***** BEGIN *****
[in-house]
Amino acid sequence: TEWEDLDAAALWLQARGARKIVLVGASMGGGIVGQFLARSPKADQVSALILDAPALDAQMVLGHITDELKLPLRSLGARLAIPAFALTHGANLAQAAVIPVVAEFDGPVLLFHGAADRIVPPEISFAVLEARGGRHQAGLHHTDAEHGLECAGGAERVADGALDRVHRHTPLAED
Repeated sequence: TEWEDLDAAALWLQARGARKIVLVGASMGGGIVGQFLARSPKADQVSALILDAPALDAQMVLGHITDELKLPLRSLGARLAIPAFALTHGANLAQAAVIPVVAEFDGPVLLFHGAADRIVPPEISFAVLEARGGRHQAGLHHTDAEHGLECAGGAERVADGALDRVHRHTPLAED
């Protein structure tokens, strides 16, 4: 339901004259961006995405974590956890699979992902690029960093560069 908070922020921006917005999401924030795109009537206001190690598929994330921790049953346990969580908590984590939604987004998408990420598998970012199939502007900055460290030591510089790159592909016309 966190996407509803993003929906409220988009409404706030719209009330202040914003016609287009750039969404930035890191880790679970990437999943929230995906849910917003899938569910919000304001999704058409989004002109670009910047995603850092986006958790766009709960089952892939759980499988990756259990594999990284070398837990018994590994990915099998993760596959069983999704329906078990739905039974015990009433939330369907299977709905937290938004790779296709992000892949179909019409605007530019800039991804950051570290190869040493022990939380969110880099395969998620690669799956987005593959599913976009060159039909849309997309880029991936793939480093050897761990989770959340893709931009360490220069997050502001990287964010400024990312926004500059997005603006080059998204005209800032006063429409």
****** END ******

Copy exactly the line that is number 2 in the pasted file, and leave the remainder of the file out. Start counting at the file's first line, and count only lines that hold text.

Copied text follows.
Amino acid sequence: TEWEDLDAAALWLQARGARKIVLVGASMGGGIVGQFLARSPKADQVSALILDAPALDAQMVLGHITDELKLPLRSLGARLAIPAFALTHGANLAQAAVIPVVAEFDGPVLLFHGAADRIVPPEISFAVLEARGGRHQAGLHHTDAEHGLECAGGAERVADGALDRVHRHTPLAED